Liquid Capsule Manufacturing: What to Know
There are two options for oral-solid dosage drugs: tablets and capsules. Because tablets are simply a compressed solid form of a medication, they often taste bitter or otherwise unpleasant, which can make them challenging for people who have difficulty swallowing pills. In contrast, capsules surround a drug in an unflavored, solid barrier enclosure. There are a number of different types of capsules, but here we’ll focus on liquid capsule manufacturing and its advantages.
Capsule Filling: A Primer
While tablets and hard-shelled capsules filled with dry, powdered ingredients are the most common type of oral dosages, liquid capsules are becoming increasingly common, particularly as more poorly soluble molecules enter the small molecule drug development pipeline. Poorly soluble drugs are difficult to formulate as tablets, making them ideal candidates for being formulated into liquid-filled capsules.
A typical capsule filled with dry ingredients is made with two halves — one half has a rim that is smaller in diameter than the other, so the other half’s larger rim can fit over it and seal the capsule. These capsules are made with gelatin or other gelling agents like hydroxypropyl methyl-cellulose (HPMC). Gelatin capsules are flavorless, odorless, and affordable.
Capsules that are filled with liquid can also be hard capsules made from gelatin or HPMC, but there’s another option, too: softgel capsules. Like hard capsules, softgels are often made with gelatin, but the formulation requires a more flexible, plasticized exterior than hard gelatin capsules.
Unlike hard capsules, which are made with two halves, softgel capsules have only one piece and are hermetically sealed. While hard capsules are cylindrical, softgels can be round, oval, or tubular. Softgels tend to dissolve faster, as the capsule shell material is more quickly broken down in the stomach, while hard capsules may require 30 to 60 minutes to dissolve.
There was a time when hard capsules were almost exclusively used for powder or solid fills, while liquid or semisolid fills were formulated as softgel capsules, but it’s becoming more common for hard capsules to be used for liquid and semisolid fills.
The Liquid Capsule Manufacturing Process
The liquid capsule pharmaceutical manufacturing process varies depending on the type of capsules involved; hard capsules and softgel capsules are made differently and require different equipment.
Because hard capsules are made with two separate capsule pieces, they require a two-step manufacturing process. The capsule halves are fabricated by one type of machine, and then filled by another machine. In contrast, softgels are made by a single machine that fabricates, fills, and seals the capsules.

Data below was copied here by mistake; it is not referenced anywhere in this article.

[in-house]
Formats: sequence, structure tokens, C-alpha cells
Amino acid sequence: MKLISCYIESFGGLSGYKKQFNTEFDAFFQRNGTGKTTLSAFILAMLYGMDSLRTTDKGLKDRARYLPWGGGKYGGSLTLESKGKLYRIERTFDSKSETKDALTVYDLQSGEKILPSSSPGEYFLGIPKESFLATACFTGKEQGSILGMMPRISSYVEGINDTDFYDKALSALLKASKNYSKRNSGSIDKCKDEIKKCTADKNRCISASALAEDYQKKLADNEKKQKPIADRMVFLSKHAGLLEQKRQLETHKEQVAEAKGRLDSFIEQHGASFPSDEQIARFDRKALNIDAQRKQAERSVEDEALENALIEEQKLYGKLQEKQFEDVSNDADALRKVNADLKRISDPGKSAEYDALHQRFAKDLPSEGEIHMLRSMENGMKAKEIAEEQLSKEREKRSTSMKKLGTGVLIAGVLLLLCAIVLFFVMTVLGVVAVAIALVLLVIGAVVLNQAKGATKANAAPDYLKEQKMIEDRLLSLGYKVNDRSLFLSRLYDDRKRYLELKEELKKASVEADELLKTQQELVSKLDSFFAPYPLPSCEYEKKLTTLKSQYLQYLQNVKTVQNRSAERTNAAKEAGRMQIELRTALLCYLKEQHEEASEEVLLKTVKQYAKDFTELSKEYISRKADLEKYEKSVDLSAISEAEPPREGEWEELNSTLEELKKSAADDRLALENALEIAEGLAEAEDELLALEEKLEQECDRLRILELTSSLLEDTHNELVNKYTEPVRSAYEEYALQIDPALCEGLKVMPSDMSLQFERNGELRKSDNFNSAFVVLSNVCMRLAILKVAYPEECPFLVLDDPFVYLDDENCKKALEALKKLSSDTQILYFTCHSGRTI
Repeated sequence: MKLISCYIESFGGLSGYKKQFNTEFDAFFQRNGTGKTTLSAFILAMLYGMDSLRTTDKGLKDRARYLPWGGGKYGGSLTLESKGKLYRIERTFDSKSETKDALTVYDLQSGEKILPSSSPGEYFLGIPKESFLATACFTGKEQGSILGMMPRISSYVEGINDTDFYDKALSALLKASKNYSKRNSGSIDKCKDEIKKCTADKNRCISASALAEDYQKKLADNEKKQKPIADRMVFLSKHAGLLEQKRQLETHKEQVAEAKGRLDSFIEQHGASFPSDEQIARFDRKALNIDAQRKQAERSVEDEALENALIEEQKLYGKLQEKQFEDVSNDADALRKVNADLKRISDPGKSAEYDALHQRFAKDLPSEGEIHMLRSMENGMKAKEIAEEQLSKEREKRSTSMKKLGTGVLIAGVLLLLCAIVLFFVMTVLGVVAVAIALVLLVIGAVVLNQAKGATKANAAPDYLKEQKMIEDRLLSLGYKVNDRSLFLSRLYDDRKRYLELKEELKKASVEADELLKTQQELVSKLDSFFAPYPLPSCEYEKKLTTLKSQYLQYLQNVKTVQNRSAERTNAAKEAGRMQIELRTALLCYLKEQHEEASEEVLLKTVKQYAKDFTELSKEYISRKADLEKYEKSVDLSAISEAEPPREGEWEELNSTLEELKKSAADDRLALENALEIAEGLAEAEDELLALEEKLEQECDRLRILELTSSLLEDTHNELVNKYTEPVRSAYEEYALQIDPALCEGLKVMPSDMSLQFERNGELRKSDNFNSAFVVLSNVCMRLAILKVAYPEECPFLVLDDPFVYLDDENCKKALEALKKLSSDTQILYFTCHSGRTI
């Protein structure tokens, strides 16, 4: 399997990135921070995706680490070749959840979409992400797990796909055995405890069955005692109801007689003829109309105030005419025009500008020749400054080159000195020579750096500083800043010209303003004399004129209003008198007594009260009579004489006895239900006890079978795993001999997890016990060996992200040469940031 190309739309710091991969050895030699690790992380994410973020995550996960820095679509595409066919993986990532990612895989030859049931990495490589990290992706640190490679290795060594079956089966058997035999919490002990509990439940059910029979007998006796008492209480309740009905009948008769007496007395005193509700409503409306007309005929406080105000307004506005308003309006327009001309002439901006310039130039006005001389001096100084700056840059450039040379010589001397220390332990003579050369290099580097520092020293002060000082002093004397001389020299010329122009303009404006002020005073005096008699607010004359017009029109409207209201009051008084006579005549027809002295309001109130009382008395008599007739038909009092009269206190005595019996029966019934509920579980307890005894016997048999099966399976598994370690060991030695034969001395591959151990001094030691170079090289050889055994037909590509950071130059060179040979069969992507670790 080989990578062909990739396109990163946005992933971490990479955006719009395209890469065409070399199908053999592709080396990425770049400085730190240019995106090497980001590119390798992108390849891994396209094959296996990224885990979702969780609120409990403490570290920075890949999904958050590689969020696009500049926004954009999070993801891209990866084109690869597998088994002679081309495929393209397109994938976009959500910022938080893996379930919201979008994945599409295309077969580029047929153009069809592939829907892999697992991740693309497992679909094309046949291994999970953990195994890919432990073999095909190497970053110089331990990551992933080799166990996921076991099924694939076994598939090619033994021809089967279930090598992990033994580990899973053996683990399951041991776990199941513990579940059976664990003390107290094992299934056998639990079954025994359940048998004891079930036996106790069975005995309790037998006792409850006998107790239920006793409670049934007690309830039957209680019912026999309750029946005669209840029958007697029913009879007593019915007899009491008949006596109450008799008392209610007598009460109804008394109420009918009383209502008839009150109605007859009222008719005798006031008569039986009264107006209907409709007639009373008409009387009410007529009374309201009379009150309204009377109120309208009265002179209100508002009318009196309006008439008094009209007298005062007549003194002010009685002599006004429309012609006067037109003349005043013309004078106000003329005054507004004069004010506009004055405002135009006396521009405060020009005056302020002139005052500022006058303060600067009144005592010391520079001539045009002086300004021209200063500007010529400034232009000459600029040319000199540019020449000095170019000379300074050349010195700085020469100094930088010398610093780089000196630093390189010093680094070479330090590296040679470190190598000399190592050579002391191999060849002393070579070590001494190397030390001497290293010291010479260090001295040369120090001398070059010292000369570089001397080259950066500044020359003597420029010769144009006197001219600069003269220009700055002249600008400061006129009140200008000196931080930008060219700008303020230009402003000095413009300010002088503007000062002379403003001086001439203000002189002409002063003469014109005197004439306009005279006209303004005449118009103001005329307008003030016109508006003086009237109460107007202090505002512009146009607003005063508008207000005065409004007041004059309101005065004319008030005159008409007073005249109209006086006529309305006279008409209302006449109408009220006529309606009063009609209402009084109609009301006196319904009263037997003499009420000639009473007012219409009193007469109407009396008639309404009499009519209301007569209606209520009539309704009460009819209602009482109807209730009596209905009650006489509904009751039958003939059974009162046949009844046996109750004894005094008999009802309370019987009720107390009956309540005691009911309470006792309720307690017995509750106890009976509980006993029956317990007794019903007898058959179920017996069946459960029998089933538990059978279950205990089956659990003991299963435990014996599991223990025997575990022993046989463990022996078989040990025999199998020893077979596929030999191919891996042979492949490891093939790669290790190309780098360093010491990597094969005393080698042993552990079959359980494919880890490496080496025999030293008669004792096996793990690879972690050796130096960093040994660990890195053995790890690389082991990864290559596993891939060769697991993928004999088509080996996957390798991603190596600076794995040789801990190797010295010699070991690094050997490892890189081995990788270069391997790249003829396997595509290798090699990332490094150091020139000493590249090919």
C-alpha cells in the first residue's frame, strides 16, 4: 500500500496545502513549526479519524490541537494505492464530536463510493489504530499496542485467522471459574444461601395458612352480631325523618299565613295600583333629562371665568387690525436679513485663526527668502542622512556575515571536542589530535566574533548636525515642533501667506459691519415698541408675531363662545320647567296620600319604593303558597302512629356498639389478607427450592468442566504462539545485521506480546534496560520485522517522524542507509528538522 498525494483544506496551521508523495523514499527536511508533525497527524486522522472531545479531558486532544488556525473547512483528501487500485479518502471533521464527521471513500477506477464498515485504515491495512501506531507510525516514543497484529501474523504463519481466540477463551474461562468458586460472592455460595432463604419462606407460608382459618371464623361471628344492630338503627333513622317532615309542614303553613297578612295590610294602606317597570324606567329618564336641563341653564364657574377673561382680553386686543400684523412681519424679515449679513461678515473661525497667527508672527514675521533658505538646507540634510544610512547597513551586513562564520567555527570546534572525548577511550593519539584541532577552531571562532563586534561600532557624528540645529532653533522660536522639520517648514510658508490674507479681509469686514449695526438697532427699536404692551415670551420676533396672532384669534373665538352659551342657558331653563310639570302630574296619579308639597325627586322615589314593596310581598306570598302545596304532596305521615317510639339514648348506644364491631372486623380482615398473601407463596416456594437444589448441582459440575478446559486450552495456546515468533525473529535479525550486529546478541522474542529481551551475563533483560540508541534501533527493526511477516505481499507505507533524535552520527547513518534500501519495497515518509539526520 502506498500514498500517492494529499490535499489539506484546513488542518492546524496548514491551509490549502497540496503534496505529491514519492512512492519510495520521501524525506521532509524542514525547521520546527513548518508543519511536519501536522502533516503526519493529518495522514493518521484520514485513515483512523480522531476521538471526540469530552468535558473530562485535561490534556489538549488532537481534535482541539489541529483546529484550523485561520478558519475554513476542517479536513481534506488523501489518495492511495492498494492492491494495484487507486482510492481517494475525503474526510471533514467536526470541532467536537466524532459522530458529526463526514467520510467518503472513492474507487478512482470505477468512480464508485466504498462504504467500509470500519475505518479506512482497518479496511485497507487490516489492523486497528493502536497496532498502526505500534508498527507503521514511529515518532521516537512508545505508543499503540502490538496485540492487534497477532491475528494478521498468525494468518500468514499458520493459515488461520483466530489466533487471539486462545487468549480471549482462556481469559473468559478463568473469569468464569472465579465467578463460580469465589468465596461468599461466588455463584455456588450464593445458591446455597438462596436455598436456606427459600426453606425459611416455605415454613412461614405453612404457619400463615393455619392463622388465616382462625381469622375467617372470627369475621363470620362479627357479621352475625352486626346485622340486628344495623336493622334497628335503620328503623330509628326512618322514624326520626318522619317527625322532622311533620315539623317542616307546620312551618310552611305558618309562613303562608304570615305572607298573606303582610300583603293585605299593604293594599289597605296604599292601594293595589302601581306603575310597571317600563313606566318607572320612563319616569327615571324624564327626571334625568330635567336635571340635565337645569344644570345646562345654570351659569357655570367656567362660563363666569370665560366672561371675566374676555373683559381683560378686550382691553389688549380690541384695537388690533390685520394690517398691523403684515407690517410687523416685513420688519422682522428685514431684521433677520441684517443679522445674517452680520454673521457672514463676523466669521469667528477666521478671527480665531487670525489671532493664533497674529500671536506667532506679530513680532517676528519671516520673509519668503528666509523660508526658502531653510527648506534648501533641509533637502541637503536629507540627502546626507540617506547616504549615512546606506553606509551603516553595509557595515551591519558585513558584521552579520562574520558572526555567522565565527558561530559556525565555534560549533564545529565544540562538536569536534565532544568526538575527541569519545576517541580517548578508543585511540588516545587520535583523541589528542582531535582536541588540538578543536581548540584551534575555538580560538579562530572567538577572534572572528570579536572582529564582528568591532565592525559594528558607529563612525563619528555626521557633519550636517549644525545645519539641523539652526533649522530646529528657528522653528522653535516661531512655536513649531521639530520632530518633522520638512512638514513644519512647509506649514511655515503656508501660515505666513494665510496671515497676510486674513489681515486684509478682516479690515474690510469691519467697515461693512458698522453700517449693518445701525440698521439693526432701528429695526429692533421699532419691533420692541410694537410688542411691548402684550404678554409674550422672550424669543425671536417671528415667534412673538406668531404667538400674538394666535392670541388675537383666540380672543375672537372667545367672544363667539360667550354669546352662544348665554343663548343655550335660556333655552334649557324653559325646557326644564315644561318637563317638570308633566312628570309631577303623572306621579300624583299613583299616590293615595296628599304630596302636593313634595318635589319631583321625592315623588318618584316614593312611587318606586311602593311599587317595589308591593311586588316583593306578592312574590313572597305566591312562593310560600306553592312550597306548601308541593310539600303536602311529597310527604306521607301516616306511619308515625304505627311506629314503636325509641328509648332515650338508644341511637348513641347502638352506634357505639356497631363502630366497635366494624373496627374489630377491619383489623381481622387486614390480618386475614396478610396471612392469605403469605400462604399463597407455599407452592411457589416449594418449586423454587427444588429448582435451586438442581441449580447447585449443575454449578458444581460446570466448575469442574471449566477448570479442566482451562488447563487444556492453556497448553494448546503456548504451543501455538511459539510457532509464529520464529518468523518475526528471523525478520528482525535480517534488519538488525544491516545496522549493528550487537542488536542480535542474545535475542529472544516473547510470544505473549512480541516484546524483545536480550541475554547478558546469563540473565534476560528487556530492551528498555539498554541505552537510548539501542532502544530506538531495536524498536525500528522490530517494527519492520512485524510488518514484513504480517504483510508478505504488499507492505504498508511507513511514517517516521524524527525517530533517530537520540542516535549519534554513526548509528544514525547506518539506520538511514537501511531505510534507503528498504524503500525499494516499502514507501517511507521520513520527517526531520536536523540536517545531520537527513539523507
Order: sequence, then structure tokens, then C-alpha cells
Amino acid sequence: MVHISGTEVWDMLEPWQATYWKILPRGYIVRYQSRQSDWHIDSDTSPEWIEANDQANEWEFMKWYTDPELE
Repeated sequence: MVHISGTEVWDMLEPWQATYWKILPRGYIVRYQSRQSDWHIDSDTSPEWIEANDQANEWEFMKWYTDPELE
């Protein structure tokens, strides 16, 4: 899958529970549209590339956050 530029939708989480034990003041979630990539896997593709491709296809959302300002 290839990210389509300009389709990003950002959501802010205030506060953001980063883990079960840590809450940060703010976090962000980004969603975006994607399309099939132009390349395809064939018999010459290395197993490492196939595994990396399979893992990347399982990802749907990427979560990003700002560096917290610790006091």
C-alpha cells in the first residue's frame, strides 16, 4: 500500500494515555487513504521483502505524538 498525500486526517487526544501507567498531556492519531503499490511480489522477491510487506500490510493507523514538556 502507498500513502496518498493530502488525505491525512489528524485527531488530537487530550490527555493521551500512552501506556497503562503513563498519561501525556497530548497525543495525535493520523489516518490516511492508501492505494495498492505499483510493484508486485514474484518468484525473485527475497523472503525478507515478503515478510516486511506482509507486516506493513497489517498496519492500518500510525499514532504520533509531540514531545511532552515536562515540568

Manufacturing liquid capsules starts by suspending or dissolving the active pharmaceutical ingredient (API) in a heated kettle and adding excipients when necessary for improving bioavailability, ensuring equal distribution throughout the liquid, or keeping an API contained. Typically, these excipients are mixed glycerides, triglycerides, co-solvents, surfactants, or substances that enhance solubility.
This liquid formulation is dispensed through capsule filling machines that fill either the two-piece hard capsules or softgel capsules. When hard capsules are used, they are sealed to prevent them from leaking. This is either accomplished through band sealing, which seals the area where the two capsule halves meet with a colored band, or by applying a fine spray of sealing solution along the area being sealed. Band sealing doubles as tamper-evidence, as it is apparent when a seal has been broken.
Why Liquid Capsule Manufacturing Is in High Demand
Despite disadvantages like more expensive components, a cumbersome manufacturing process, and greater difficulty in achieving high dosage strengths, capsules are incredibly popular dosage forms. In fact, the consumer popularity of the dosage form itself is one of many reasons why liquid capsule manufacturing is in high demand:
People prefer capsules because they have no unpleasant taste, bitterness, or odor; their smooth exterior makes them easier to swallow, and they are less likely to irritate the esophageal lining. Market research has shown that consumers prefer medications in capsule form, and that they are commonly perceived to work faster and better.
Faster Dissolution and Absorption
One of the reasons capsules are perceived to be more effective is that they often are — softgel capsule shells in particular can break down in the stomach in as little as 20 to 30 minutes, delivering faster results, which can be important when it comes to pain medications, antacids, and other drugs meant to address acute symptoms or conditions like coughs, headaches, and heartburn.
Liquid fill capsules are also better absorbed than tablets, as once the outer shell is broken down, the liquid inside can be absorbed by the body. This can make them more predictable than tablet formulations, which may have lower bioavailability.